Tutankhamun treasures to be returned to Egypt

Posted at 2:48 pm in Similar cases

More coverage of the decision by the Metropolitan Museum to return some artefacts from Tutankhamun’s tomb to Egypt.

From:
Examiner

Met to return 19 objects to Egypt
January 11th, 2011 6:14 pm ET

The Metropolitan Museum of Art has recently agreed to return nineteen objects to Egypt.

All from the tomb of the boy king Tutankhamun, the objects range in size from small studies to three-quarter-inch jewelry elements. According to Zahi Hawass, secretary general of the Supreme Council of Antiquities in Egypt, these nineteen objects were allegedly stolen from their home country earlier in the 20th century when excavations of the tomb were under way. The artifacts include a blue lapis lazuli sphinx originally a charm on a bracelet, a reconstructed blue faience bead collar, and a bronze figurine of a dog, among others.
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January 13, 2011

Getty Villa says farewell to Cult Statue of a Goddess as it returns to Sicily

Posted at 1:58 pm in Similar cases

The Getty Villa’s Cult Statue of a Goddess is returning to Sicily, where it is thought to have been illegally excavated in the 1970s. This decision to return the statue follows earlier refusals when the museum previously insisted that it had acted in good faith when purchasing the sculpture. This is Sicily’s second successful artefact restitution in recent weeks, following the Morgantina Silver returned by New York’s Metropolitan Museum.

Various other artefacts (currently the sculpture of the Agrigento Youth) are being loaned to the Getty by Italy in return for the ongoing restitution programme. This is a similar arrangement to the offer that has previously been put forward by Greece to the British Museum as a proposal to enable the return of the Parthenon Sculptures.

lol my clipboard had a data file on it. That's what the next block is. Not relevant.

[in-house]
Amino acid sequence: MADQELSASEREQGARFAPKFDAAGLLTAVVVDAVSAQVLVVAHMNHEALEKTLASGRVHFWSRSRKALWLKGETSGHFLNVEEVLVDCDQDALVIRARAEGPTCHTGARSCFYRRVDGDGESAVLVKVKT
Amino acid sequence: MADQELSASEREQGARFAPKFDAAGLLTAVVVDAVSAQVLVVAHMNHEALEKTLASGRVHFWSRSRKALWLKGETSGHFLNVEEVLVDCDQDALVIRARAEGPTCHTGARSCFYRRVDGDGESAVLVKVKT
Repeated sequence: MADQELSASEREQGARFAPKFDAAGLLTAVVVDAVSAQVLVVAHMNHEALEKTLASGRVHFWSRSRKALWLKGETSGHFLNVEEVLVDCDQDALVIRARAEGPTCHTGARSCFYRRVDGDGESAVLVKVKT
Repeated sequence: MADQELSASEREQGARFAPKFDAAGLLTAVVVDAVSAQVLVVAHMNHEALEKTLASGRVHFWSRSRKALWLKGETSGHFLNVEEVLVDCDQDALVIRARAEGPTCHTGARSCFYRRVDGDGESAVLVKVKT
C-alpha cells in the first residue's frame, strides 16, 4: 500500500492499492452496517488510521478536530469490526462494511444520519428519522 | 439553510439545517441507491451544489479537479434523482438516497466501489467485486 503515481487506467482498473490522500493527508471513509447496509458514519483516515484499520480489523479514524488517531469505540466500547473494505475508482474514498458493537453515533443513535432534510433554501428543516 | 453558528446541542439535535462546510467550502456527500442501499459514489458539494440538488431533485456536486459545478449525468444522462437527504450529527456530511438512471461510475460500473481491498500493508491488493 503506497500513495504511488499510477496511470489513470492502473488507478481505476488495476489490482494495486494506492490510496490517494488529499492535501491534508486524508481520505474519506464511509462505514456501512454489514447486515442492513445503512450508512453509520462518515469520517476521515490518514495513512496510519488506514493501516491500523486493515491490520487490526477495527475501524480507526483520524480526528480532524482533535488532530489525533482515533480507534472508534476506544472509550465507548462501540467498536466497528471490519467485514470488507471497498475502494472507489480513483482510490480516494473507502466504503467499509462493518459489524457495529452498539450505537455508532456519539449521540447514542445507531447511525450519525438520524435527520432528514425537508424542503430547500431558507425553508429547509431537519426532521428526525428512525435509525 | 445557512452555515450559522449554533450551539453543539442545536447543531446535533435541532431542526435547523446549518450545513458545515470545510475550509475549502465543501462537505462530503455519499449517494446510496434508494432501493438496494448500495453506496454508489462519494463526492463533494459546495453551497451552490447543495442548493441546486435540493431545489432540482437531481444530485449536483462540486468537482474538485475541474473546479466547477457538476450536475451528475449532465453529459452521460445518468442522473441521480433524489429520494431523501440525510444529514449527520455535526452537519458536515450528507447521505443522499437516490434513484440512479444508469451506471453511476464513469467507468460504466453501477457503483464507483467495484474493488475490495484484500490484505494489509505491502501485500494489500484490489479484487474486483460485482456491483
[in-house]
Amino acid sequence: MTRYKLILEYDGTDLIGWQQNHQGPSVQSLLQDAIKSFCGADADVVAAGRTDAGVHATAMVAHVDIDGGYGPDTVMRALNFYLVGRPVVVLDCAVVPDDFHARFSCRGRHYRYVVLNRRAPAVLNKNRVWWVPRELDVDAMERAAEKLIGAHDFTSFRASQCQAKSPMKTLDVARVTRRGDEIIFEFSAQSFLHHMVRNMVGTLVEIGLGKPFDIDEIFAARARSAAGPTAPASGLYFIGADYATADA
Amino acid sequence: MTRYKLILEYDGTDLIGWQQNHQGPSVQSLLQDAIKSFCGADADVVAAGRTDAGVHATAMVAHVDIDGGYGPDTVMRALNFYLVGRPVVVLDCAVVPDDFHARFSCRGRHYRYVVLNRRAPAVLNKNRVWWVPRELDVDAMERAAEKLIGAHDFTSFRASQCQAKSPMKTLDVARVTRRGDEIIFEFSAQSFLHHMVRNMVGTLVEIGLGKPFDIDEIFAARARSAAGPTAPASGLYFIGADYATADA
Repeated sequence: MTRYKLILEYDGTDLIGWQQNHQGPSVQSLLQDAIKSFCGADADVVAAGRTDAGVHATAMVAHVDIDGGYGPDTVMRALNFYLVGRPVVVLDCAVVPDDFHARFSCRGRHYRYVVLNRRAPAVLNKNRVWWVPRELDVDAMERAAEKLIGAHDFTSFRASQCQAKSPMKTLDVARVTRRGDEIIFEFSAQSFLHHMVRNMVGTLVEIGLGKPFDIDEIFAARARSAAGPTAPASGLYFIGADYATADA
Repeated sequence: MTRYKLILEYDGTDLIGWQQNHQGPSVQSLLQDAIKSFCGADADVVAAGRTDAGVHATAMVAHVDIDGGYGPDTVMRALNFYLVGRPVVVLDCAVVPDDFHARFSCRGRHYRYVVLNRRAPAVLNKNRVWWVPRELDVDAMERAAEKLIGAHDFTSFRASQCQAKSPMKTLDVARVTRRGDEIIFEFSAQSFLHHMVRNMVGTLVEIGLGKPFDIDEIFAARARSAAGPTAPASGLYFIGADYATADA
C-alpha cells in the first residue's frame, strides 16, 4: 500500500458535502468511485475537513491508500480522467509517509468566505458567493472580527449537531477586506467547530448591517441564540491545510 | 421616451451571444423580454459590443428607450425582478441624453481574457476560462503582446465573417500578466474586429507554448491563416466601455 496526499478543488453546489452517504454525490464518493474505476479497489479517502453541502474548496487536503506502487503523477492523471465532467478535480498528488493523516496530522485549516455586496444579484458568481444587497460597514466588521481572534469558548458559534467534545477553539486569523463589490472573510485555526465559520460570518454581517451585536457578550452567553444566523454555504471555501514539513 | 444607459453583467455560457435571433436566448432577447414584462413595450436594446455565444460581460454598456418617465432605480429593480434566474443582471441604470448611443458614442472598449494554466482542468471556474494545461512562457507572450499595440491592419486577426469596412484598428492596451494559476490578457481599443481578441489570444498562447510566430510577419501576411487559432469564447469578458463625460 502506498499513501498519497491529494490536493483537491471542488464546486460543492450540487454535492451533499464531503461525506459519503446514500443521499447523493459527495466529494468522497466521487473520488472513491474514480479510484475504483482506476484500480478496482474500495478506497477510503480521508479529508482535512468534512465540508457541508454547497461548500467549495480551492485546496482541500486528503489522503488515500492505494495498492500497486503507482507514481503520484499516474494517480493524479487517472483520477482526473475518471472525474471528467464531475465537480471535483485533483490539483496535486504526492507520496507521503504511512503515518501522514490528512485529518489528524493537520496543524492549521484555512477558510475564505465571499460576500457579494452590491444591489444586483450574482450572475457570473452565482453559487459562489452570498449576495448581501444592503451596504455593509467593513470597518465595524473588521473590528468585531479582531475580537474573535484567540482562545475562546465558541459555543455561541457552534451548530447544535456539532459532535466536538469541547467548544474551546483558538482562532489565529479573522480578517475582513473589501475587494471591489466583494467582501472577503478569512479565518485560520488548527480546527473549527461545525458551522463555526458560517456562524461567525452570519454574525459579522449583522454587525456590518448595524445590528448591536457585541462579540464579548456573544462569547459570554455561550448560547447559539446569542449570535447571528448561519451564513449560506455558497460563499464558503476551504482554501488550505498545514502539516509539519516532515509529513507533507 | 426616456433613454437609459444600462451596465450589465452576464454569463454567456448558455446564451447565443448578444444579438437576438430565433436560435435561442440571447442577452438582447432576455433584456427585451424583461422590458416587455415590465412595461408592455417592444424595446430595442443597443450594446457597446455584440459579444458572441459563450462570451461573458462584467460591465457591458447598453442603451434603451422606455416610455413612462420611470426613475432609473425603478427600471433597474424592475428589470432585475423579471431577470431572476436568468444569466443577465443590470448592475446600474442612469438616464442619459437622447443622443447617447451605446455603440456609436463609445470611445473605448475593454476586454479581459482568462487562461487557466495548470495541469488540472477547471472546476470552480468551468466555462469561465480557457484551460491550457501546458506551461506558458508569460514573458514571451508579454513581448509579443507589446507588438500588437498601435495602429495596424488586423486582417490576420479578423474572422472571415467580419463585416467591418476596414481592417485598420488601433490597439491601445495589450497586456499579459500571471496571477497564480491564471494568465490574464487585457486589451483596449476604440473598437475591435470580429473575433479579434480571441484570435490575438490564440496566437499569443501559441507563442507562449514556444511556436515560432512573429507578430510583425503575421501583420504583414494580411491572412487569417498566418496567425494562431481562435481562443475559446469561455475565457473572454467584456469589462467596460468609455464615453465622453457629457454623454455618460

LA Times

Getty Villa prepares to say farewell to its goddess
The museum welcomes the culture minister of Sicily, where the ancient sculpture will return, ending decades of contention over looted artworks.
By Mike Boehm, Los Angeles Times
December 7, 2010

To look at her — 71/2 feet tall atop her earthquake-resistant pedestal, her face serene, her limestone robes rippling in an unfelt wind — is not just to appreciate a pinnacle of ancient Greek statuary, but to experience a semblance of how divinity must have felt to awestruck pagans.

And now the great goddess, once described as “the greatest piece of classical sculpture in … any country outside of Greece and Great Britain,” not to mention the most costly antiquity the J. Paul Getty Trust ever acquired, is about to depart.
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January 6, 2011

Morgantina Silver returned to Sicily by New York’s Metropolitan Museum

Posted at 10:22 pm in Similar cases

The Met has been hitting the headlines fairly regularly with news of positive decisions on restitution cases. The latest artefact return involving the New York museum is the Morgantina Silver, following an agreement reached in 2006 allowing them joint custody of it with the Aidone Archaeological Museum.

From:
New York Times

A Trove of Ancient Silver Said to Be Stolen Returns to Its Home in Sicily
By ELISABETTA POVOLEDO
Published: December 5, 2010

AIDONE, Italy — They came in throngs. On Friday afternoon hundreds of residents from this tiny hilltop town in eastern Sicily excitedly trekked up the steep slope to the town’s archaeology museum to celebrate the return to Aidone of a treasure trove that was buried nearby some 2,200 years ago and illegally whisked away in more recent times.